Cancer is really a stem cell disease, argue George Murphy and Malcolm R Alison
“Mrs Smith, I'm afraid you have cancer.” The words die on your lips as you wait to see how she reacts-a bolt from the blue or just official confirmation of a long nursed suspicion? She's petrified-no diagnosis scares her more, with some justification: one in four Europeans will die of some form of cancer, despite mean five year survival rates of more than 45%.w1 But what if you could treat cancer, any cancer, as simply and effectively as a bacterial infection? Such a world may be closer than you think, and is coming from a surprising direction-stem cells.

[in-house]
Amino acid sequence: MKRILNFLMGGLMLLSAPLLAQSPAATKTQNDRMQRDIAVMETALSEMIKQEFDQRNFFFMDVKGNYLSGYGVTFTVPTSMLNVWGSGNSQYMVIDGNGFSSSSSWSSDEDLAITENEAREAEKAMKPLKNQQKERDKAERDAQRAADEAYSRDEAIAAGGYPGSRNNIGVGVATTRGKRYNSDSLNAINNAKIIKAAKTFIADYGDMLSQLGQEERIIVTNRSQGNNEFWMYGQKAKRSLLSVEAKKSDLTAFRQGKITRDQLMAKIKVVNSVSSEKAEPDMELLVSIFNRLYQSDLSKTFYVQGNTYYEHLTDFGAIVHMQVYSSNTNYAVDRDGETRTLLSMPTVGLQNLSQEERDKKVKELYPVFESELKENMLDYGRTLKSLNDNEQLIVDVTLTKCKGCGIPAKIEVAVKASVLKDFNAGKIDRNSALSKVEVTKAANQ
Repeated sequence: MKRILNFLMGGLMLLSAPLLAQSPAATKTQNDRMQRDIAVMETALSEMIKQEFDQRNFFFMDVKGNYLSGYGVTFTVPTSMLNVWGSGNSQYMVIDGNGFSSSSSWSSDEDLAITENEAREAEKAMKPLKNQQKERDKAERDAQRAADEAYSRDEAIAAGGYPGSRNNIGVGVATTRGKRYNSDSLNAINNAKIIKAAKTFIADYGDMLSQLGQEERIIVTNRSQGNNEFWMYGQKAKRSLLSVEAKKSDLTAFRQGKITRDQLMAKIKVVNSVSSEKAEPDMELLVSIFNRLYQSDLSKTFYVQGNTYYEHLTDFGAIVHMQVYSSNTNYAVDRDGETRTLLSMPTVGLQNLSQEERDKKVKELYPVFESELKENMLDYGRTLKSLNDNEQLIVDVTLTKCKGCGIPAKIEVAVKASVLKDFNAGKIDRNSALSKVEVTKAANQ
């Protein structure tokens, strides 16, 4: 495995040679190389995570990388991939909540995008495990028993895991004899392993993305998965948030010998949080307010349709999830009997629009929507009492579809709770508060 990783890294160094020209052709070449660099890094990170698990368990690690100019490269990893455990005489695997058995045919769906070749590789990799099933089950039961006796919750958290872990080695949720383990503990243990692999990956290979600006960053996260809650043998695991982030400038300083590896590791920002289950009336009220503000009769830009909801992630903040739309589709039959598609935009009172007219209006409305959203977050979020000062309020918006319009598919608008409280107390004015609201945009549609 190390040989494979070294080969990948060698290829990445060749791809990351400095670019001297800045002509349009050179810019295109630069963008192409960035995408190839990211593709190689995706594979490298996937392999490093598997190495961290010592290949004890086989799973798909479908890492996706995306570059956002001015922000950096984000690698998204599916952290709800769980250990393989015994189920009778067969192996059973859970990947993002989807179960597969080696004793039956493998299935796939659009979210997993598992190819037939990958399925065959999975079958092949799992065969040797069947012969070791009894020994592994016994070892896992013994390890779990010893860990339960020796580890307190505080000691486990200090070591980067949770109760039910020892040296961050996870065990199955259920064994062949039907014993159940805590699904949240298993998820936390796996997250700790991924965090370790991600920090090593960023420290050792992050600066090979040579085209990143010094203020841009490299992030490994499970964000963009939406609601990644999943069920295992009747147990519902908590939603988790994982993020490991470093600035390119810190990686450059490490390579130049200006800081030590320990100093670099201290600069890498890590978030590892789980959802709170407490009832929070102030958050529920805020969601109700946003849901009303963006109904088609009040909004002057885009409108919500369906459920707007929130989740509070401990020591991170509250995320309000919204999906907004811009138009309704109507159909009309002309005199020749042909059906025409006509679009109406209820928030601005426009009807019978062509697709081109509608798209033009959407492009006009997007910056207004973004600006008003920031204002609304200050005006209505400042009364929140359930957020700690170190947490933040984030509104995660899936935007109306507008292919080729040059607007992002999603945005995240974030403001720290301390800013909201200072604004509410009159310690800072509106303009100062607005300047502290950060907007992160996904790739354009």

Tissues such as the gut epithelium and skin are constantly regenerated from tissue specific stem cells. Moreover, even those tissues which are not routinely renewed, such as neurones, appear to have previously unrecognised populations of stem cells that may be involved in maintenance and repair.w2
So, human tissues are not static collections